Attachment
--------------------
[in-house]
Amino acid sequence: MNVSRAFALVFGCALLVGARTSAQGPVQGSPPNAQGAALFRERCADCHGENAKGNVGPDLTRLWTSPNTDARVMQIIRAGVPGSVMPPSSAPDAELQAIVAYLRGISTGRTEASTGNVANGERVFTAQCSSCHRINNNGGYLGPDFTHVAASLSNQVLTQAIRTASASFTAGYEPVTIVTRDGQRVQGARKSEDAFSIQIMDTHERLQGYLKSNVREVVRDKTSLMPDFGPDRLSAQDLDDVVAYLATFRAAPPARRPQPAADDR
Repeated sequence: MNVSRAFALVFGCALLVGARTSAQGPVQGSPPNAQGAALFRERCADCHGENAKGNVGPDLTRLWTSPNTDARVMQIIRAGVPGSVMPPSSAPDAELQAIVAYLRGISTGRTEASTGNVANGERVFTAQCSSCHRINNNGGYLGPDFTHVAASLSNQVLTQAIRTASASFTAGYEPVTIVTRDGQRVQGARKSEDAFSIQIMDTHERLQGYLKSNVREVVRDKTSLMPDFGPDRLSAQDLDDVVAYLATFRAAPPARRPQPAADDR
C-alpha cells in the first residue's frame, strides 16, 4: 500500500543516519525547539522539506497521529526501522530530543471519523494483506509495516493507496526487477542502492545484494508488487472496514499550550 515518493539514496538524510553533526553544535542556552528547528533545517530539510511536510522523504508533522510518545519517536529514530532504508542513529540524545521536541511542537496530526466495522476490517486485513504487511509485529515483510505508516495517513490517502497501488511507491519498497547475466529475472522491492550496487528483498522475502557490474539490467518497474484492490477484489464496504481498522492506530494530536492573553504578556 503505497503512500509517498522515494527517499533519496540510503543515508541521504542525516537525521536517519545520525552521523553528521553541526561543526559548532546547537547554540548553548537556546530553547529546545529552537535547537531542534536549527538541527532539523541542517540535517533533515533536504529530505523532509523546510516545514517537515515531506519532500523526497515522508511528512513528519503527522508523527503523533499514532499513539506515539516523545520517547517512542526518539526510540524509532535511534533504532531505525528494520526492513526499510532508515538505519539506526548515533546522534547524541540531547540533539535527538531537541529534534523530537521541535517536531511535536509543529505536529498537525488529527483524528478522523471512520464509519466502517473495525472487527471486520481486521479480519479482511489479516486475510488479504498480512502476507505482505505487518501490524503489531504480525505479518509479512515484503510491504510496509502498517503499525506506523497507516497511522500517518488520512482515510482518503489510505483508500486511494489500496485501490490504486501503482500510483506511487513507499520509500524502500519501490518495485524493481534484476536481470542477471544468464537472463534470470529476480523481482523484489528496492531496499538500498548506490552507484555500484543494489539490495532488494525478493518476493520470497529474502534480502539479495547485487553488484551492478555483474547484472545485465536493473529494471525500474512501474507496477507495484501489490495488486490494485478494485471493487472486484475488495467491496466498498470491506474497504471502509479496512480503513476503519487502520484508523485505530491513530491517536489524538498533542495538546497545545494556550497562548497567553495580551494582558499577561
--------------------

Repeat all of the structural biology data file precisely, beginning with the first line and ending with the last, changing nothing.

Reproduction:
[in-house]
Amino acid sequence: MNVSRAFALVFGCALLVGARTSAQGPVQGSPPNAQGAALFRERCADCHGENAKGNVGPDLTRLWTSPNTDARVMQIIRAGVPGSVMPPSSAPDAELQAIVAYLRGISTGRTEASTGNVANGERVFTAQCSSCHRINNNGGYLGPDFTHVAASLSNQVLTQAIRTASASFTAGYEPVTIVTRDGQRVQGARKSEDAFSIQIMDTHERLQGYLKSNVREVVRDKTSLMPDFGPDRLSAQDLDDVVAYLATFRAAPPARRPQPAADDR
Repeated sequence: MNVSRAFALVFGCALLVGARTSAQGPVQGSPPNAQGAALFRERCADCHGENAKGNVGPDLTRLWTSPNTDARVMQIIRAGVPGSVMPPSSAPDAELQAIVAYLRGISTGRTEASTGNVANGERVFTAQCSSCHRINNNGGYLGPDFTHVAASLSNQVLTQAIRTASASFTAGYEPVTIVTRDGQRVQGARKSEDAFSIQIMDTHERLQGYLKSNVREVVRDKTSLMPDFGPDRLSAQDLDDVVAYLATFRAAPPARRPQPAADDR
C-alpha cells in the first residue's frame, strides 16, 4: 500500500543516519525547539522539506497521529526501522530530543471519523494483506509495516493507496526487477542502492545484494508488487472496514499550550 515518493539514496538524510553533526553544535542556552528547528533545517530539510511536510522523504508533522510518545519517536529514530532504508542513529540524545521536541511542537496530526466495522476490517486485513504487511509485529515483510505508516495517513490517502497501488511507491519498497547475466529475472522491492550496487528483498522475502557490474539490467518497474484492490477484489464496504481498522492506530494530536492573553504578556 503505497503512500509517498522515494527517499533519496540510503543515508541521504542525516537525521536517519545520525552521523553528521553541526561543526559548532546547537547554540548553548537556546530553547529546545529552537535547537531542534536549527538541527532539523541542517540535517533533515533536504529530505523532509523546510516545514517537515515531506519532500523526497515522508511528512513528519503527522508523527503523533499514532499513539506515539516523545520517547517512542526518539526510540524509532535511534533504532531505525528494520526492513526499510532508515538505519539506526548515533546522534547524541540531547540533539535527538531537541529534534523530537521541535517536531511535536509543529505536529498537525488529527483524528478522523471512520464509519466502517473495525472487527471486520481486521479480519479482511489479516486475510488479504498480512502476507505482505505487518501490524503489531504480525505479518509479512515484503510491504510496509502498517503499525506506523497507516497511522500517518488520512482515510482518503489510505483508500486511494489500496485501490490504486501503482500510483506511487513507499520509500524502500519501490518495485524493481534484476536481470542477471544468464537472463534470470529476480523481482523484489528496492531496499538500498548506490552507484555500484543494489539490495532488494525478493518476493520470497529474502534480502539479495547485487553488484551492478555483474547484472545485465536493473529494471525500474512501474507496477507495484501489490495488486490494485478494485471493487472486484475488495467491496466498498470491506474497504471502509479496512480503513476503519487502520484508523485505530491513530491517536489524538498533542495538546497545545494556550497562548497567553495580551494582558499577561